Putnam indicated that $500 per test sounded like it could be a manageable number given the need for good data about the virus' spread, and he promised to raise the issue on Wednesday at a meeting of the county's superintendents.
The interim superintendent of the Lanesborough-Williamstown district, who was hired by the School Committee on July 7, has plunged head-first into the work of devising three different plans for the fall as mandated by the commissioner of education: a full return to the classroom for all students, a fully remote teaching model and a "hybrid" model that combines in-person and remote learning.
Districts across the commonwealth have until July 31 to submit those plans to the Department of Elementary and Secondary Education.
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Mount Greylock Interim Superintendent Proposing Fully Remote Start to School Year
By Stephen DravisiBerkshires Staff
WILLIAMSTOWN, Mass. — Mount Greylock Regional School District's interim superintendent Tuesday told the community he will propose the district start the year with fully remote learning for general education students.
In a virtual town hall, Robert Putnam previewed the proposal for the start of school that he will present to the School Committee for a vote on Thursday evening. Districts throughout the commonwealth must present their reopening plans, approved by school committees, to the Department of Elementary and Secondary Education by Friday.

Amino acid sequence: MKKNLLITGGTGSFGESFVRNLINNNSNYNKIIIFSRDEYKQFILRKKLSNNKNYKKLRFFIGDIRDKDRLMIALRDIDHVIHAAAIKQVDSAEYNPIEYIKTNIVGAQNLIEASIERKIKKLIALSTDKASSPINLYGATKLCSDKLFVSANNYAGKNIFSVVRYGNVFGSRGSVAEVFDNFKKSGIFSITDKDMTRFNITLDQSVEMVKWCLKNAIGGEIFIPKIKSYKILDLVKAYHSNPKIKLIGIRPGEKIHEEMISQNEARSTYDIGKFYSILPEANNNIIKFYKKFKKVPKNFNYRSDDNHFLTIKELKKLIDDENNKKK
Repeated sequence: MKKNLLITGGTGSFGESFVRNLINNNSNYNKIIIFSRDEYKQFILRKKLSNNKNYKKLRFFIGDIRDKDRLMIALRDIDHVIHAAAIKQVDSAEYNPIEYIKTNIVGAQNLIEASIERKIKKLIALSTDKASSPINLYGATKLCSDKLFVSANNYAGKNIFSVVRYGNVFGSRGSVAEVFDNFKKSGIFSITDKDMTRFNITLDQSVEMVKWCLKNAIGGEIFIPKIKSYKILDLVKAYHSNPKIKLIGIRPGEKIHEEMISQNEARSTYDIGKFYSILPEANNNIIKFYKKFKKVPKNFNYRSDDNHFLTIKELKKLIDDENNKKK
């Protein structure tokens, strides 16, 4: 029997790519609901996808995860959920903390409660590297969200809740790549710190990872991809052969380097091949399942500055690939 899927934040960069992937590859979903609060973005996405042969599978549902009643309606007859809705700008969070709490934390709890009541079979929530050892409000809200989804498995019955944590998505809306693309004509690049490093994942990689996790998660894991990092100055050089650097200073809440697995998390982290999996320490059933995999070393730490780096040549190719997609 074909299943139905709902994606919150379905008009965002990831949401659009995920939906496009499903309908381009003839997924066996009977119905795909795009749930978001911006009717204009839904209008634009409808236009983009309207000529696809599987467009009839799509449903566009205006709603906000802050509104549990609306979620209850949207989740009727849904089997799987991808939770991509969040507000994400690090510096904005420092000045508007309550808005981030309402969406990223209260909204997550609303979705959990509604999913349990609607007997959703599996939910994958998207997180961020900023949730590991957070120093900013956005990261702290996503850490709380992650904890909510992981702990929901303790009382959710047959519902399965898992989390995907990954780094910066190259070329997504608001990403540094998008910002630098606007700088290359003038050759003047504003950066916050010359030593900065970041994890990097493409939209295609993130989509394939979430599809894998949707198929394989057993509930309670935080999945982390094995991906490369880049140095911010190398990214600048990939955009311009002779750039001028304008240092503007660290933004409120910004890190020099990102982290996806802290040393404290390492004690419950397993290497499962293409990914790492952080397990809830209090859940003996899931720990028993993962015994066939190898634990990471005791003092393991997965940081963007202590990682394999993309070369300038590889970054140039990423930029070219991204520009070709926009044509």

Putnam emphasized throughout his presentation that all of his plans for the preK-12, three school district are still subject to negotiation with the district's teachers union. He mentioned "bargaining" at least four times in his half-hour presentation before addressing attendees' questions.
As he has throughout his six-week tenure as interim superintendent, Putnam said remote learning will be the cornerstone of the district's planning for the 2020-21 school year. And when classes resume in mid-September, Putnam expects remote learning to be the only mode of instruction.
Putnam said that, depending in part on the levels of COVID-19 infection in the area, the district will, at some point, offer families the option of keeping their child or children home for remote learning or sending the children to school for part of the week in a hybrid model.
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The college's vice president for finance and administration told the board in a virtual meeting that the impact on the community is something that is discussed every day by the school as it prepares for the beginning of students' arrival on Aug. 24.
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The committee did not disclose a starting date for McCandless, who currently is the superintendent of the Pittsfield Public Schools. Pittsfield has voted to hold McCandless to the 90-day notice in his contract.